• Lughnasa at St Marcan’s Lough, Clew Bay, Co. Mayo – Part 1

    It is that time of year again – the ancient Irish festival of Lughnasa. The traditions of Lughnasa sites such as Croagh Patrick, Co. Mayo have been well documented over the years. However, a little known Lughnasa site nearby can be found at St Marcan’s Lough at Rosclave, on one of the many inlets that form the eastern part of Clew Bay. The site is associated with a St Marcan. There is a holy well at the site, however, the remains of a small church and a leacht or altar that were recorded here by Hubert T. Knox no longer survive. This church and leacht were located at the landward end of a narrow spit of land that extends across the narrow inlet. This peninsula has effectively created a pool of water at the head of the inlet, known as St Marcan’s Lough. At low tide the water empties out of this sea lough through the narrow passage along the southern side of the inlet, but even at the lowest Spring tide the water in this lough is never fully emptied. It seems most likely that this was originally a freshwater lake.

    On the foreshore of the narrow outlet of St Marcan’s Lough, and only exposed at low tide, is a small, sea-weed covered, cairn of stones which is supposed to be a pilgrim’s station, and in 1997 a local man told me that it has the ‘cure for man or beast’. In 1838 John O’Donovan reported that pilgrims still came here bringing their cattle to the well to be cured of various diseases (Ordnance Survey Letters). However, some of the most informative accounts of the Lughnasa traditions at this site are recorded in the archives of the Folklore Commission.

    One correspondent writing in 1934 in response to the Irish Folklore Commission’s questionnaire on holy wells, described the site as such;

    “a raised piece of ground 15ft x 14ft surrounded by a wall of large stones loosely placed on one another. On the north west side of the small enclosure there is a good rigid white thorn growing. In the centre of the enclosure there is a ‘well’ – without water however. Twenty yards or so to the south of this well there is a large stone called the “altar”.

    Stations are performed at the ‘well’ up to the present day. The first week in August – or so Tom O’Donnell whose home is beside the well informed me “the nearest Sunday before or after the 4th August”. Pilgrims to Loc Marcan at the present time are few but fifty years ago there were thousands coming in cars, carts and horseback. In the past the ground around was strewn with cow ‘tyings’ – in every stone round the ‘Altar’ and in the ‘Monument’ there was a ‘spancel’. Money was also left near the well’.”.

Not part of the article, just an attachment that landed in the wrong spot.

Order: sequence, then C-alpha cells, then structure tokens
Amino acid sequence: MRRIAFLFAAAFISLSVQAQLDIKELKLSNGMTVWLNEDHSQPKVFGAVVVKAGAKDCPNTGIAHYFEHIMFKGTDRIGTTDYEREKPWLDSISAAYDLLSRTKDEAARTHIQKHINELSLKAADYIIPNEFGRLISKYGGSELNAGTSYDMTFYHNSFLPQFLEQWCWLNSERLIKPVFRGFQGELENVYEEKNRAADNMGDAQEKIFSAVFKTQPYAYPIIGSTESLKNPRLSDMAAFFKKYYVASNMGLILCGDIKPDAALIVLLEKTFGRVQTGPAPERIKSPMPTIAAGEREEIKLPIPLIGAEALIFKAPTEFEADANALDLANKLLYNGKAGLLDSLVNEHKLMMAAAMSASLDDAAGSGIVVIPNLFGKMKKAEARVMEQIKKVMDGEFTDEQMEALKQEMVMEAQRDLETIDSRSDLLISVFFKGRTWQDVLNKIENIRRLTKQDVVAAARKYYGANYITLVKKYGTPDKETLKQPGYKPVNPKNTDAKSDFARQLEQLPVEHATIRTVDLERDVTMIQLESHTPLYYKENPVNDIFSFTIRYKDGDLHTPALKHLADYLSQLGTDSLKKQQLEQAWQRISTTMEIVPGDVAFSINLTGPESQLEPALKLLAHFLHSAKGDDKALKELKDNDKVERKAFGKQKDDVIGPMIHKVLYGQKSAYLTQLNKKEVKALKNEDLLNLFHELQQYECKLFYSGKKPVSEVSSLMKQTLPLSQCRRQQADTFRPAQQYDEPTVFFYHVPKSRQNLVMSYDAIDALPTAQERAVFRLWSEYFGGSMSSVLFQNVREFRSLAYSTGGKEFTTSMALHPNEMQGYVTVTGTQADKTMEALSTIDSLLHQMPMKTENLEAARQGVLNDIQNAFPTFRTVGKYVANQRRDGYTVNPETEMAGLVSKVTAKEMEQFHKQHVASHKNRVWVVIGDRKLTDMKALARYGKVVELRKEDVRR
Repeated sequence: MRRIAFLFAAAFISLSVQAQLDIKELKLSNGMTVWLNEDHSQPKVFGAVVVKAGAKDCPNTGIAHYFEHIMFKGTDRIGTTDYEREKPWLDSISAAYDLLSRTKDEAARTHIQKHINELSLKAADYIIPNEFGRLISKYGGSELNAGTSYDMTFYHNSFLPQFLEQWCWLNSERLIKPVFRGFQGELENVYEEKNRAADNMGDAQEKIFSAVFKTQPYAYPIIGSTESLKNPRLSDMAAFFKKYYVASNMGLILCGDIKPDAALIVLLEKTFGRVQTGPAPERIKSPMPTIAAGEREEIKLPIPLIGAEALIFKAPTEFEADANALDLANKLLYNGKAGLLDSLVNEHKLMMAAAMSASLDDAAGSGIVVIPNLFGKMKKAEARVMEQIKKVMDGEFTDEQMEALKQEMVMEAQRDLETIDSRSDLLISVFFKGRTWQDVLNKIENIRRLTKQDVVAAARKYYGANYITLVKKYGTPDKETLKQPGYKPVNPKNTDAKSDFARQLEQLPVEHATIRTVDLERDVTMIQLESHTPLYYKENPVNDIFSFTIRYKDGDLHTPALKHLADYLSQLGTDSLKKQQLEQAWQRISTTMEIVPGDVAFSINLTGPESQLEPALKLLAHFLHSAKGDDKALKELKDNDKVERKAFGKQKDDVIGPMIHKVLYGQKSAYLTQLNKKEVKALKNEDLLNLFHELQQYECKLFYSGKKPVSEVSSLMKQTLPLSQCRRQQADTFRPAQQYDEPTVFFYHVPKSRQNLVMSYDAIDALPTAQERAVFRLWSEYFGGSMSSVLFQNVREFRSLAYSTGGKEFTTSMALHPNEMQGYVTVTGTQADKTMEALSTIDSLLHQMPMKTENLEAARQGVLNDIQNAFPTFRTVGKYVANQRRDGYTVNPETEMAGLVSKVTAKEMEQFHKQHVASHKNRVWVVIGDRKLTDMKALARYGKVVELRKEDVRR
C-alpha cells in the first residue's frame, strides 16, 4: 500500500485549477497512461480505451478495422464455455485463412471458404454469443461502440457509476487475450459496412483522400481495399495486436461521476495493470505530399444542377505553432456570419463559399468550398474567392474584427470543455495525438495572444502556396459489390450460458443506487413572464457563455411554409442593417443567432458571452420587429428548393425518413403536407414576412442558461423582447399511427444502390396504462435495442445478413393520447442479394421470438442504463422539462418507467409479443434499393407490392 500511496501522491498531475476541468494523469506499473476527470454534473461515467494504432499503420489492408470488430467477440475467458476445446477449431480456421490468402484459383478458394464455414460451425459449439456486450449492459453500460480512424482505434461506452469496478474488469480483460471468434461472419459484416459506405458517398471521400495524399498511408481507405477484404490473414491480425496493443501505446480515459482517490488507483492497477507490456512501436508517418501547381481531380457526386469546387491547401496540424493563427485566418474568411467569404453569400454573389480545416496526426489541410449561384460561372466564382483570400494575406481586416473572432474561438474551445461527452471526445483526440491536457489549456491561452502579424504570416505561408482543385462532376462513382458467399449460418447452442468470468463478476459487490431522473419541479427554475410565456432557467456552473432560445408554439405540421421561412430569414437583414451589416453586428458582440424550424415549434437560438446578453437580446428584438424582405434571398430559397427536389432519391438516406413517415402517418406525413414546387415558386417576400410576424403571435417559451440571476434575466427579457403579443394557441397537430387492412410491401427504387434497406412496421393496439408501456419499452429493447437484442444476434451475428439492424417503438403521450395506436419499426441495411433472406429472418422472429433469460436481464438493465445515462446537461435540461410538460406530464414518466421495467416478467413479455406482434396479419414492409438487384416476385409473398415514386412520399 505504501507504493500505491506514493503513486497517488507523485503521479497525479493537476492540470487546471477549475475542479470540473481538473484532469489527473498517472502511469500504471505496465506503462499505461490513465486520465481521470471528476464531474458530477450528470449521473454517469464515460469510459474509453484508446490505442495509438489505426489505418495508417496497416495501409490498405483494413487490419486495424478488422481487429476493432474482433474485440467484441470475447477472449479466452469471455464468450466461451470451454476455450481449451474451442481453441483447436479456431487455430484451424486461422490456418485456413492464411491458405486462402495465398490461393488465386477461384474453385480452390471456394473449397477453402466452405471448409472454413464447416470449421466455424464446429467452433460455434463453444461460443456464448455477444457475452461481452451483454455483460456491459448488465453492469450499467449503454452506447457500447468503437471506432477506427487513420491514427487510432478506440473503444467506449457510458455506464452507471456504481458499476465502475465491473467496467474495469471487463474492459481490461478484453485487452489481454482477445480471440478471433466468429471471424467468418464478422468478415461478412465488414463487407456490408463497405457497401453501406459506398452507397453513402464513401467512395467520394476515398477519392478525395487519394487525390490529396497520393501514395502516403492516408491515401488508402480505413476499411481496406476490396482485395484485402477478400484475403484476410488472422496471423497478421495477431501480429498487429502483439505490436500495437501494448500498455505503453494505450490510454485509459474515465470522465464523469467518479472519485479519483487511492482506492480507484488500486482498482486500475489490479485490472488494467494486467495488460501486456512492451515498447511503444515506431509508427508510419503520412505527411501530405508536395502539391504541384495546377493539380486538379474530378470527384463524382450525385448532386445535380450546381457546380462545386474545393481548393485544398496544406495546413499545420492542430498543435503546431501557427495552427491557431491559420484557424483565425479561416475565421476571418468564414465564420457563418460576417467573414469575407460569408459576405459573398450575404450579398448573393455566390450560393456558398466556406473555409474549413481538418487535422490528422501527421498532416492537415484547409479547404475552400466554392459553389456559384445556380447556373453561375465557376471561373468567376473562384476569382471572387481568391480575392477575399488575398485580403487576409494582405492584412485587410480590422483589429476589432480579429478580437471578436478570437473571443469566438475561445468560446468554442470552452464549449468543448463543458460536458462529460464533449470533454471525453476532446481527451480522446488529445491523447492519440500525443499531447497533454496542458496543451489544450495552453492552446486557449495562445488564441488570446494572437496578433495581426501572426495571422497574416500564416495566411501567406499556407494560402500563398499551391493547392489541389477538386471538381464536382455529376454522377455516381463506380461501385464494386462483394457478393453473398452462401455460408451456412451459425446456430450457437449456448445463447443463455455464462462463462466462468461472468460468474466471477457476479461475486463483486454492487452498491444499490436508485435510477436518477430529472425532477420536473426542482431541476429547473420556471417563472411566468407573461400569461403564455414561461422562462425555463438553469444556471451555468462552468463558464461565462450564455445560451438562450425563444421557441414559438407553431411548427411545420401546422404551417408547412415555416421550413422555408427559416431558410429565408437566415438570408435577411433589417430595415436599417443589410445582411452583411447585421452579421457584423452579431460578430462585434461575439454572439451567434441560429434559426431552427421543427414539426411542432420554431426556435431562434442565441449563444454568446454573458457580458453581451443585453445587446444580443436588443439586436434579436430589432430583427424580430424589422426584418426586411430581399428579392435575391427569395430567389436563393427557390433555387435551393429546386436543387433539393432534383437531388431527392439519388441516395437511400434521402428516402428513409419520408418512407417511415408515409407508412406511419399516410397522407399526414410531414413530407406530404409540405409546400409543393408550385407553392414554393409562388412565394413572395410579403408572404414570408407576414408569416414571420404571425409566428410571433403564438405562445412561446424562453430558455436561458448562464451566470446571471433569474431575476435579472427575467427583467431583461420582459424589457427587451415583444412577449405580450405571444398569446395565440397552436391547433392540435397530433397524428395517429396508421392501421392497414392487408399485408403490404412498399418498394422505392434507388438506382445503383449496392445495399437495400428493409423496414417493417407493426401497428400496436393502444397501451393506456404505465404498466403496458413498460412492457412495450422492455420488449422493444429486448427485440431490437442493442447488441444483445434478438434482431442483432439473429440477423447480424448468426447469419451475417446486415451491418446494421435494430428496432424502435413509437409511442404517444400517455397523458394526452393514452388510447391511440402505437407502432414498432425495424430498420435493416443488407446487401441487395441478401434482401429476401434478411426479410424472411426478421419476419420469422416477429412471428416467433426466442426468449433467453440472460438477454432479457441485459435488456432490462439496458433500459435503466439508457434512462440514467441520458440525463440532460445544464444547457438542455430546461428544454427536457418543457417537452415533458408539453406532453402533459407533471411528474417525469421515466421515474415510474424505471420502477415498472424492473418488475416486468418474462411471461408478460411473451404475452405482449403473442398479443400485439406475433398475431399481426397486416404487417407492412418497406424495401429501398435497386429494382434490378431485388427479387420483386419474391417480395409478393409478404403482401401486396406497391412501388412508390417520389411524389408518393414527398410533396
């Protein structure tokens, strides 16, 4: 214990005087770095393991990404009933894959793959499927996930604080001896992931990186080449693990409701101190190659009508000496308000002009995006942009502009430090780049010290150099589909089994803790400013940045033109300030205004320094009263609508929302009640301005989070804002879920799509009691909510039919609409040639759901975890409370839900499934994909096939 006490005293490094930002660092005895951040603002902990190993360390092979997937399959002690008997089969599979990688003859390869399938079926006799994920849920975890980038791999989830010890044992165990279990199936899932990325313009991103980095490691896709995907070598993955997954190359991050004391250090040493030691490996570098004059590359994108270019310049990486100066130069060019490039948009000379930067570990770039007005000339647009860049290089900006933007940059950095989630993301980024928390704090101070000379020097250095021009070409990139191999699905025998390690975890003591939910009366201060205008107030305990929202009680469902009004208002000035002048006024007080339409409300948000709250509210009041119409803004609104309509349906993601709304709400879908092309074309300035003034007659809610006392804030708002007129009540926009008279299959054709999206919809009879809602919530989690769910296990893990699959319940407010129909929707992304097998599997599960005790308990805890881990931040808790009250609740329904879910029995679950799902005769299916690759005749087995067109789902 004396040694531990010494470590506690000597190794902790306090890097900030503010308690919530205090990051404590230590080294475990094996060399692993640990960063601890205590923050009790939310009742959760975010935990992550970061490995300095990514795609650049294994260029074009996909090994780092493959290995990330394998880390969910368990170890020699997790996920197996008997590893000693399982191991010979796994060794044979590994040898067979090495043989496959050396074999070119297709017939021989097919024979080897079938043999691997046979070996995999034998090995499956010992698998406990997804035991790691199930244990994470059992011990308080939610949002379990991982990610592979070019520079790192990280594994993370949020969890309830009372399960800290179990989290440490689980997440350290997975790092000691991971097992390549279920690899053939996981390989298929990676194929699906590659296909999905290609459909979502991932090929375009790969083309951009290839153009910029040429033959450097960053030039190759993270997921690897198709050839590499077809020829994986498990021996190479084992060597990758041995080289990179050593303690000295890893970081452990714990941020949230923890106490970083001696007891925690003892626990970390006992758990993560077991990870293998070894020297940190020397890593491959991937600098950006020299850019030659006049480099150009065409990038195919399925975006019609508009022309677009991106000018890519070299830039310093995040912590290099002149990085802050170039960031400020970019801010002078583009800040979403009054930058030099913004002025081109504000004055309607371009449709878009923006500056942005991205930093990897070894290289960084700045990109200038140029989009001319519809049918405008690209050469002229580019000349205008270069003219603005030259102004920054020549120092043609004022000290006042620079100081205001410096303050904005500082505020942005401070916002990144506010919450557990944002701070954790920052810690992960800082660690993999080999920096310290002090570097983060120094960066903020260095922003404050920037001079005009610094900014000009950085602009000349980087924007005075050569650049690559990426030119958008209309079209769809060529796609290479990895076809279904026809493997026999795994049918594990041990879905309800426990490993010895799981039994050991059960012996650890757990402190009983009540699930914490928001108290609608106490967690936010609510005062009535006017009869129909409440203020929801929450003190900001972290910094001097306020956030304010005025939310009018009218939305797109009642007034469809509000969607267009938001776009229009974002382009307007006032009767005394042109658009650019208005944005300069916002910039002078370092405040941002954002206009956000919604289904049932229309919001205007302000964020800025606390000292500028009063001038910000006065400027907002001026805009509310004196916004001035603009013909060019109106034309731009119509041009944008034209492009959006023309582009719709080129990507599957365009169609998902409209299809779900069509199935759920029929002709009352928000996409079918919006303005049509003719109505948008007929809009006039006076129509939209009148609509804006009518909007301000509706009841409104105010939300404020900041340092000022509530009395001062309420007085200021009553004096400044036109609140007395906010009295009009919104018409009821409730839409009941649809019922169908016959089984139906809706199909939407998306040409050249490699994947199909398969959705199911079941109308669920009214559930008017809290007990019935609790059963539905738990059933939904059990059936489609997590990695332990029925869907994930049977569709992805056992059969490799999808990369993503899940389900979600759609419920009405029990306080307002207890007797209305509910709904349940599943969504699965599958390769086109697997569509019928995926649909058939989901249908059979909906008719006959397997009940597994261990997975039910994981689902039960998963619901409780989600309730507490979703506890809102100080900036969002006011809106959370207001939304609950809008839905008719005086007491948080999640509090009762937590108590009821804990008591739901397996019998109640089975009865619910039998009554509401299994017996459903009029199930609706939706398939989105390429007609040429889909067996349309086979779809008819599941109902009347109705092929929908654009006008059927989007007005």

A few years later, correspondents to the Folklore Commission’s questionnaire to schools provide several interesting accounts of the traditions attached to the site;

    “Many years ago the people went every year to Loc Marcán to perform stations for the safety of their cattle and as offerings they threw into the lake rolls of butter or spancels for tying cattle”.

    Another correspondent described the site as such;

    “There is an old kesh (a patch over a soft or wet piece of ground) near the lake and the people used to bring their ailing cattle to the lake and walk them across this kesh. If the beast could cross the kesh without tripping it would be cured, but if it tripped its days were numbered. Spancels (tyings for cattle) and rolls of butter were thrown into the lake to ward off diseases to cattle”.

    Further correspondents claimed that;

    “If the cattle were dying on you and you left a spancel on the rock at Tobar Marcán no more would die”,

    and;

    “Bring water out of Lough Marcán on the day of pilgrimage and it will cure any sick beast”.

    The beginning of August is the most consistent date given.

    The dedication of the site to St Marcán is a consistent one, however, there is no reference to an ecclesiast named Marcan in any of the known historical sources. However, it is possible that the name Marcan is the same as Begmarcach (Ua Becce of Maighin) who is listed in the Martyrology of Donegal under 1st August, which is similar to the date of the pilgrimage at St Marcan’s Lough. It is interesting that both names probably derive from the Irish word marcach, a rider or horseman, which is significant given the context of swimming horses here.

    The tradition of swimming sick horses and cattle across the bay and bringing them to the holy well for cures in August has a number of parallels. Máire MacNeill found widespread examples of swimming horses in lakes on the August 1st (though St Marcan’s Lough does not feature in her list of sites), and argued a Lughnasa tradition. Other examples of horse bathing in the sea at Lughnasa are at Dooras, Kinvara, Co. Galway and Kilkee, Co. Clare. The swimming of cattle as well as horses is not mentioned in either of these cases, but it is mentioned in connection with the bathing of horses at Lough Owel. Cattle are also featured in connection with swimming at rivers in Meath, notably at Stackallen on the River Boyne. At Loughkeeran near Bohola in east Mayo is a small lake in the bog where horses were bathed at Lughnasa. However, a curious aspect of this site is that there was also a tradition of throwing a roll of butter into the lake as part of the ritual, as well as the hanging of cords for tying cattle on a nearby tree. This corresponds well with the folklore evidence for St Marcan’s Lough. In popular folk tradition the bathing of the horses and cattle is explained as a curative exercise, but more often it is seen as a prevention of diseases. However, it is clear from the evidence of racing at Lough Owel and general festivities associated with a number of other sites that the origins behind the bathing of horses and cattle is far more complex, and is an important element of the pre-Christian Lughnasa festival.

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